Allied Forces

The vast majority of successful tournament organisers can trace their beginnings back to their local community. An organiser often starts out running small, local tournaments, and as their experience and confidence builds they become interested in trying their hand at something larger. At first they’ll establish a major tournament using local resources, but there comes a point where it’s impossible to grow the event any further without seeking external assistance. Unlike financial resources, which scale relative to total attendance, the people required to run a larger event are difficult to cultivate.

This week I’ll discuss the subject of community alliances with a focus on running large scale events. I’ll provide an overview of what alliances are, how they typically work in practice, and run through the benefits and constraints involved. I’ll conclude with some examples of successful alliances taken from major tournaments in Australia and abroad.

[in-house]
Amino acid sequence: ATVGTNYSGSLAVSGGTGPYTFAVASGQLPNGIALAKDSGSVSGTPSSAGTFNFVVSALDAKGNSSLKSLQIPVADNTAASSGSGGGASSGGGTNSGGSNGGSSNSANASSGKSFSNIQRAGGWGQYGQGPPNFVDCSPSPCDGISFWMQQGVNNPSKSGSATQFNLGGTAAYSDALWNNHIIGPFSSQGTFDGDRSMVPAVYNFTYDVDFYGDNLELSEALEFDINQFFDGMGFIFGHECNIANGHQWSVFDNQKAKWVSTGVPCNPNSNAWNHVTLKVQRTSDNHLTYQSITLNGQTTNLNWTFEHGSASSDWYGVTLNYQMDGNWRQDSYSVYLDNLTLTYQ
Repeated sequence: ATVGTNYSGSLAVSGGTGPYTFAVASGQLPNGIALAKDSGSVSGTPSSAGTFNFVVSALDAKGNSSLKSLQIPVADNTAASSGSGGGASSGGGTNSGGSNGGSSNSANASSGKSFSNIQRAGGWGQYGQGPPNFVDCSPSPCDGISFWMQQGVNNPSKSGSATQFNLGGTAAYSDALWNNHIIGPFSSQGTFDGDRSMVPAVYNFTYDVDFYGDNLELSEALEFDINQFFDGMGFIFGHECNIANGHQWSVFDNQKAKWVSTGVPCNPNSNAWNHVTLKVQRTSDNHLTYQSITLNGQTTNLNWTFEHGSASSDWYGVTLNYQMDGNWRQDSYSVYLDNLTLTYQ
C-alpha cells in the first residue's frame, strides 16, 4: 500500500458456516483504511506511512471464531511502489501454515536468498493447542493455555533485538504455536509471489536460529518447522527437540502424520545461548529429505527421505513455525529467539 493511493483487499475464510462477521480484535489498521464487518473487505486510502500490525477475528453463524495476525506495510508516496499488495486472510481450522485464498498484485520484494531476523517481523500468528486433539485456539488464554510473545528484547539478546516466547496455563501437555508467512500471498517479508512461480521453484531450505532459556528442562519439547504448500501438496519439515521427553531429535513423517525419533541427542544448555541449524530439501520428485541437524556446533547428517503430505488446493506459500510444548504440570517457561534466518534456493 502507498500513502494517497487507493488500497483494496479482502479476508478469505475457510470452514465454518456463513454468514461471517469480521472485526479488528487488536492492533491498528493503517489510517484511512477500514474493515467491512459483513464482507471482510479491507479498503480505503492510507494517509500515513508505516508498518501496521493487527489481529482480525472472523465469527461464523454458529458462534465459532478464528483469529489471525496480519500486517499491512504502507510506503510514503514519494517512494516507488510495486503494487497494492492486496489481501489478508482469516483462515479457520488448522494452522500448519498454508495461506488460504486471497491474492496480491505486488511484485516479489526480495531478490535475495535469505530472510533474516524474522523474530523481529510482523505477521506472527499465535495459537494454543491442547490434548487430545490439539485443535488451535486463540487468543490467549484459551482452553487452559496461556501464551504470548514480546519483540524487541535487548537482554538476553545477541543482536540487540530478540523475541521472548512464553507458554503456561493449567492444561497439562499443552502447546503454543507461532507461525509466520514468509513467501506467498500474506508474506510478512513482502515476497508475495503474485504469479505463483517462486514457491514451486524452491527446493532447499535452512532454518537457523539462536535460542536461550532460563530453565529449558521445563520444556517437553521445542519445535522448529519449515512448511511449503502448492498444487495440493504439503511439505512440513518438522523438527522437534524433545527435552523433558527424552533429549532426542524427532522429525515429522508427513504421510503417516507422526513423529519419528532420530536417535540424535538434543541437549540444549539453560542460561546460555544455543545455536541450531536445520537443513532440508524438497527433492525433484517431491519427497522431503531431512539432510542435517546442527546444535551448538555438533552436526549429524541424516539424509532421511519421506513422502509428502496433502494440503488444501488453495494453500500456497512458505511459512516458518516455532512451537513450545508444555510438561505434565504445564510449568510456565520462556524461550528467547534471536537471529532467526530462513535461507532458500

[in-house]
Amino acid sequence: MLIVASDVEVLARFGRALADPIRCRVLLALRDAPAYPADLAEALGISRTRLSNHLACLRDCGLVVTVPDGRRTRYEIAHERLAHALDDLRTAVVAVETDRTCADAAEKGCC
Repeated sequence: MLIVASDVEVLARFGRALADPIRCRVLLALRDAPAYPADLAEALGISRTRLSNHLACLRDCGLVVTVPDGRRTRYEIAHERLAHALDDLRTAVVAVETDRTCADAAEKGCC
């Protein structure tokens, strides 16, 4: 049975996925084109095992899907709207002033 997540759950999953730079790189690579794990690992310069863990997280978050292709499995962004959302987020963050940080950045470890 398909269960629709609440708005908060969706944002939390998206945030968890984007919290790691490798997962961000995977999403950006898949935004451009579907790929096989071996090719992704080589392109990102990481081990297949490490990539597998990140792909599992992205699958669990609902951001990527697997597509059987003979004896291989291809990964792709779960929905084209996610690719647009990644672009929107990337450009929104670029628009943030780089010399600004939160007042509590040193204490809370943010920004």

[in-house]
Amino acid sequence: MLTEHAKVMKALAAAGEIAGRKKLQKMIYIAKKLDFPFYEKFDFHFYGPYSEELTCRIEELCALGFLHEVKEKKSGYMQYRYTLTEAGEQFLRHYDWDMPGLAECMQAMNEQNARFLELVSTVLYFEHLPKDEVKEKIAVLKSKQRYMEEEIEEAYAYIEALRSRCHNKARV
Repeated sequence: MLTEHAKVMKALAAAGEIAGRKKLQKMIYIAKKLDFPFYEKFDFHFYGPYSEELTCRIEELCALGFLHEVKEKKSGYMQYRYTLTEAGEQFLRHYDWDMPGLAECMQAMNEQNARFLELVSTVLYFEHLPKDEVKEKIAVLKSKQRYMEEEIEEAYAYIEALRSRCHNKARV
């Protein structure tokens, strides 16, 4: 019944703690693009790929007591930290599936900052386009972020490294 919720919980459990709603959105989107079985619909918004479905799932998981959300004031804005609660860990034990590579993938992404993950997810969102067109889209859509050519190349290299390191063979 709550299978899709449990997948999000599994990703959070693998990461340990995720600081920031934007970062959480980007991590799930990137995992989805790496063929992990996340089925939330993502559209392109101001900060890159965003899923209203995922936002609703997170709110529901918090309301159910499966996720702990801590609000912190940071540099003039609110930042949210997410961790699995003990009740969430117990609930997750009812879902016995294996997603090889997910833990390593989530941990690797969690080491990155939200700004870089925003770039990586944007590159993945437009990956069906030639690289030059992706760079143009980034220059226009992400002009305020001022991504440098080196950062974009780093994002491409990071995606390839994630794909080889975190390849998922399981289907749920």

BSG Updates – Part 3

Two weeks ago I released version 6 of the Bracket Seed Generator (BSG) Excel spreadsheet and kicked-off a 3-part article outlining the updates that have been made. In part 1 I reviewed changes made to the BSG’s rank seeding functionality and the way seeds were displayed within pools. In part 2 I provided an overview of revisions to the BSG’s regional seeding algorithm.

This week I’ll conclude this series by listing a number of bug fixes added to version 6 of the BSG. These include additional error trapping for a number of problems and a relaxation of the constraints for the “Minimum Pools” setting.

'Soul Impact' Soul Calibur V Tournament Feat. FaYd

Just a quick reminder that the ‘Soul Impact’ tournament is being played tonight in the UK. This is the promotional Soul Calibur V tournament that Australia’s ‘FaYd’ qualified for earlier in the year that saw him receive an all expenses paid invitation to participate in the European/Australasian grand finals.